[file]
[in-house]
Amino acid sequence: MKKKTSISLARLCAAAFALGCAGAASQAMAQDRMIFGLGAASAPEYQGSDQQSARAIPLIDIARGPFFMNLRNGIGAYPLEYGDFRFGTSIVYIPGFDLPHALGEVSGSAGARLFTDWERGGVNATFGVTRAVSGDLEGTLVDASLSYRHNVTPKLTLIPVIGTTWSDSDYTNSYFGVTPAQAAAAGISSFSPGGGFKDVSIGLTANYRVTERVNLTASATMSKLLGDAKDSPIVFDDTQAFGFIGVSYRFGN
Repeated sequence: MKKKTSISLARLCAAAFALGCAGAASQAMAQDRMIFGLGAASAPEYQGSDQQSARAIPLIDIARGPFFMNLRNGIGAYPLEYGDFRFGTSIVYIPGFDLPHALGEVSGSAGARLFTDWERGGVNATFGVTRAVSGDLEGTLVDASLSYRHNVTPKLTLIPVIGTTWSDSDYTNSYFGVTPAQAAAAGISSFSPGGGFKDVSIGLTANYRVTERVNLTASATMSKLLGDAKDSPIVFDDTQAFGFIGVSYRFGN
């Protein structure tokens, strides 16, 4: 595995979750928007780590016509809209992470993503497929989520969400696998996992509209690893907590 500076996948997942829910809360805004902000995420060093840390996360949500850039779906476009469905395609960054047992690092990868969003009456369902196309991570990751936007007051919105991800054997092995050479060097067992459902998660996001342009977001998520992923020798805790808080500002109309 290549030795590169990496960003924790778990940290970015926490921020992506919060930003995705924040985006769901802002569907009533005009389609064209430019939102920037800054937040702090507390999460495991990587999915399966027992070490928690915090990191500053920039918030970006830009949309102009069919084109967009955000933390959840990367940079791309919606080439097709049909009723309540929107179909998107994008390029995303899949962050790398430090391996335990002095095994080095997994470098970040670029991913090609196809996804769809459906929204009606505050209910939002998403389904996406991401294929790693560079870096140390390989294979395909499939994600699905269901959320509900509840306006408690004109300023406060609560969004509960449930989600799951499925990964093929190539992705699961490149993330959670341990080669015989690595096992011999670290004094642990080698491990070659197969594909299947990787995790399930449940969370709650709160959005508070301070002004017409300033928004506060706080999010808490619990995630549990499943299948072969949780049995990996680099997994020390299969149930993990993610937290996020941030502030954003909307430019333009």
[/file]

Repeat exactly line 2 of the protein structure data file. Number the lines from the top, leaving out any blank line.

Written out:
Amino acid sequence: MKKKTSISLARLCAAAFALGCAGAASQAMAQDRMIFGLGAASAPEYQGSDQQSARAIPLIDIARGPFFMNLRNGIGAYPLEYGDFRFGTSIVYIPGFDLPHALGEVSGSAGARLFTDWERGGVNATFGVTRAVSGDLEGTLVDASLSYRHNVTPKLTLIPVIGTTWSDSDYTNSYFGVTPAQAAAAGISSFSPGGGFKDVSIGLTANYRVTERVNLTASATMSKLLGDAKDSPIVFDDTQAFGFIGVSYRFGN